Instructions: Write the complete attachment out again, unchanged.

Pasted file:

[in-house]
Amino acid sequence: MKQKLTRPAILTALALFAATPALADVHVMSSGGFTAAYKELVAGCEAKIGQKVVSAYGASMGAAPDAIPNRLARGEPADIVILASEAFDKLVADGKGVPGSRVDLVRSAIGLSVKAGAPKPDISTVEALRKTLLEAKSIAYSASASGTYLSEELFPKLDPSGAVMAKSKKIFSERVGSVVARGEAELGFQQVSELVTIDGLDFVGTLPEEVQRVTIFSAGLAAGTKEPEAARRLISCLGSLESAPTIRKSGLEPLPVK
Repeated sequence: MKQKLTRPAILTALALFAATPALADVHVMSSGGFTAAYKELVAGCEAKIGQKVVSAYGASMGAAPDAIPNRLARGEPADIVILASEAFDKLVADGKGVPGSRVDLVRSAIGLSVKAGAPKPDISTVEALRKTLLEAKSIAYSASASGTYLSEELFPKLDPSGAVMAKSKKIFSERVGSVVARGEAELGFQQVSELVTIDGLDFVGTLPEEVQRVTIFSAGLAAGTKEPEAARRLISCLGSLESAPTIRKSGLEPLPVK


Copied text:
[in-house]
Amino acid sequence: MKQKLTRPAILTALALFAATPALADVHVMSSGGFTAAYKELVAGCEAKIGQKVVSAYGASMGAAPDAIPNRLARGEPADIVILASEAFDKLVADGKGVPGSRVDLVRSAIGLSVKAGAPKPDISTVEALRKTLLEAKSIAYSASASGTYLSEELFPKLDPSGAVMAKSKKIFSERVGSVVARGEAELGFQQVSELVTIDGLDFVGTLPEEVQRVTIFSAGLAAGTKEPEAARRLISCLGSLESAPTIRKSGLEPLPVK
Repeated sequence: MKQKLTRPAILTALALFAATPALADVHVMSSGGFTAAYKELVAGCEAKIGQKVVSAYGASMGAAPDAIPNRLARGEPADIVILASEAFDKLVADGKGVPGSRVDLVRSAIGLSVKAGAPKPDISTVEALRKTLLEAKSIAYSASASGTYLSEELFPKLDPSGAVMAKSKKIFSERVGSVVARGEAELGFQQVSELVTIDGLDFVGTLPEEVQRVTIFSAGLAAGTKEPEAARRLISCLGSLESAPTIRKSGLEPLPVK